Sen. Sinema working to help special districts with large COVID-19 costs
PHOENIX – U.S. Sen. Kyrsten Sinema has introduced bipartisan legislation that would direct a portion of the next round of federal coronavirus relief to special districts throughout the country.
The Democratic senator worked alongside Sen. John Cornyn of Texas to construct the Special Districts Provide Essential Services Act, which would ensure fire, sewage, water, public utilities, flood control and public health special districts are eligible to receive future federal coronavirus financial aid.
“What our bill says is that when new coronavirus relief dollars go to a state, 5% of it gets set aside for special districts, like fire districts and water districts,” Sinema told KTAR News 92.3 FM Tuesday.
“Arizona’s special districts safeguard Arizonans from deadly fires, manage our water security, and help protect public health. These local entities must receive a fair share of coronavirus relief in future legislative packages.”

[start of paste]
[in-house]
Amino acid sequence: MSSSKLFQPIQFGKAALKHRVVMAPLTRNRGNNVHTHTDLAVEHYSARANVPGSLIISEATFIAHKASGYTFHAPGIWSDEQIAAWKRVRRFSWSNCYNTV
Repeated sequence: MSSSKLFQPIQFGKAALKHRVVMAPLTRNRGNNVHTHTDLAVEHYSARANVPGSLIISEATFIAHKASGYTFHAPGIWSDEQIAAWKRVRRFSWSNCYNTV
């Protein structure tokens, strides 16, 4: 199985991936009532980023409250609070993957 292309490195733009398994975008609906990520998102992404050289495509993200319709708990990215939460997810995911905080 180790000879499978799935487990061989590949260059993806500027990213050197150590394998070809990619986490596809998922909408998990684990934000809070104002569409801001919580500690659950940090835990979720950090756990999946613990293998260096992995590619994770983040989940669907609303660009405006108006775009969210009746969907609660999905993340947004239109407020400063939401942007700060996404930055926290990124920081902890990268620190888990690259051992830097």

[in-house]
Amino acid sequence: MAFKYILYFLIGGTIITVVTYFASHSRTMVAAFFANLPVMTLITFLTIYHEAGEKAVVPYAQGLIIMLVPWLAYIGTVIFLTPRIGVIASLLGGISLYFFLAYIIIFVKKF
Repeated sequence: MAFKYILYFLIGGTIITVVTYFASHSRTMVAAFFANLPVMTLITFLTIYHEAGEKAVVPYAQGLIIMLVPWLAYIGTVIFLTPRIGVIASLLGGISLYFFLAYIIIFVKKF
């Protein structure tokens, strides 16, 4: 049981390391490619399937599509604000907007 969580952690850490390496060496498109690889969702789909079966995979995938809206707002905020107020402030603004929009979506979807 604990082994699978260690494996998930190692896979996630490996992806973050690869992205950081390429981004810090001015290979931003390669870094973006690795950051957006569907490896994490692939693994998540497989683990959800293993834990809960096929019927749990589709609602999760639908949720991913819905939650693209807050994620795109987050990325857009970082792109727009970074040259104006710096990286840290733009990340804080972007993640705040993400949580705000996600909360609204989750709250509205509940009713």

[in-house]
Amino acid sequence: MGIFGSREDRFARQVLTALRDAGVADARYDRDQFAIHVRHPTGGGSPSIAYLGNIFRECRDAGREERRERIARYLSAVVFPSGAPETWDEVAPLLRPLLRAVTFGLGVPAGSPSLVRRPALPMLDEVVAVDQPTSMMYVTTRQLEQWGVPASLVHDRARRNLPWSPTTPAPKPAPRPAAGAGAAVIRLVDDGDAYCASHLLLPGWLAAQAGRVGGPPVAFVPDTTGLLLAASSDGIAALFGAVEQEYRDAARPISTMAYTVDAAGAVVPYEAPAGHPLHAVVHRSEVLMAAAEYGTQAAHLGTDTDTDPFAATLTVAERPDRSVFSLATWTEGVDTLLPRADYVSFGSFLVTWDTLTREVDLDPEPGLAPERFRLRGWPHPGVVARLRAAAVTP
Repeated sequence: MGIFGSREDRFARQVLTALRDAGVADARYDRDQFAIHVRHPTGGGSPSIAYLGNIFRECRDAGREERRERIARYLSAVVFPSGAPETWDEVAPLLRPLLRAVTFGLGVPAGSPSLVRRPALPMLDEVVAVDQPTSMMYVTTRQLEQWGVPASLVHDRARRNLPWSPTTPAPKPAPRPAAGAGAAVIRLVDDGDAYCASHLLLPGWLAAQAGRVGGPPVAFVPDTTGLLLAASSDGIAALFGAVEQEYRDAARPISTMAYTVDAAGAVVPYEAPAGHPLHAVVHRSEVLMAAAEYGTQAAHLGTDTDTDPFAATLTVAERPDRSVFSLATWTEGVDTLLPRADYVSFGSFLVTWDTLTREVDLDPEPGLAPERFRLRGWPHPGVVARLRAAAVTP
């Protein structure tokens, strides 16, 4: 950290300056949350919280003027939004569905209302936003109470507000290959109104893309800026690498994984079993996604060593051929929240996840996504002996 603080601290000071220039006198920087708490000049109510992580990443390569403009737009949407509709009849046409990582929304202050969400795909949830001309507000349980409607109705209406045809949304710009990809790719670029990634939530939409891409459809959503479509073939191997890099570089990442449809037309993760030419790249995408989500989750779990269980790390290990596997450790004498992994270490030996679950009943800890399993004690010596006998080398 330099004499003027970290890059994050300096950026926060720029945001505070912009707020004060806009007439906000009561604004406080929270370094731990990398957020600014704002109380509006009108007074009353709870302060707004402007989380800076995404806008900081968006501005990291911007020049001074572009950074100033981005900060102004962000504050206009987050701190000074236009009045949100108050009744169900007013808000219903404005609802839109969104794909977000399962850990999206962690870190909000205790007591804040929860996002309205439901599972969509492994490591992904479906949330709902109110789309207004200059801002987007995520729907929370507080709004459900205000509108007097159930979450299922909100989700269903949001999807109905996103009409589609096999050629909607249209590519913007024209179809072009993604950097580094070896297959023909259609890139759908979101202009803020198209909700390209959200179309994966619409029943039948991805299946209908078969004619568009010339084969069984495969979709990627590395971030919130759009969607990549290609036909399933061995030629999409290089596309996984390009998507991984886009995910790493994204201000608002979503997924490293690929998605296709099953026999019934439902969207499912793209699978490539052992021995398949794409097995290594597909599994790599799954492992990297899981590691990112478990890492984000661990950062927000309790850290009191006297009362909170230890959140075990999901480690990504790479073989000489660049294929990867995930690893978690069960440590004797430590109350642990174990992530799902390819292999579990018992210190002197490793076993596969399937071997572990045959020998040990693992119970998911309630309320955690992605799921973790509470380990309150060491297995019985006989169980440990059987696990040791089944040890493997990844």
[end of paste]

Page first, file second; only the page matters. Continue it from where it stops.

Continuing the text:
Special districts are self-governing political subdivisions of states that provide public services such as fire protection and water sanitation. There were 310 special districts throughout Arizona considered ineligible for direct assistance from the federal coronavirus relief bill.
The Buckeye Valley Fire District was one of Arizona’s special districts left out of the first round of federal coronavirus relief.
Buckeye Valley Fire District Chief Mark Burdick submitted just over $90,000 in direct COVID-19 costs to the Arizona Department of Emergency and Military for reimbursement on June 30th.
Indirect expenses were also measured to be $194,000 since the coronavirus outbreak.
“55% of money that went to governments went to state funding, 45% of money was believed to be dedicated to cities and counties,” Sinema said of the federal coronavirus relief funds. “It didn’t work out quite like that in Arizona, but the bottom line is … these fire districts were completely left out with no money at all.”
“We are thankful that Senator Sinema and her team understand the importance of the services provided by America’s fire districts who were omitted in the CARES Act,” Scott A Freitag, Fire Chief for the Central Arizona Fire and Medical Authority, said in a press release.
“It is great to work with a team who’s forward thinking will help to ensure these agencies have access to funds that will help to solidify the stability of emergency response systems.”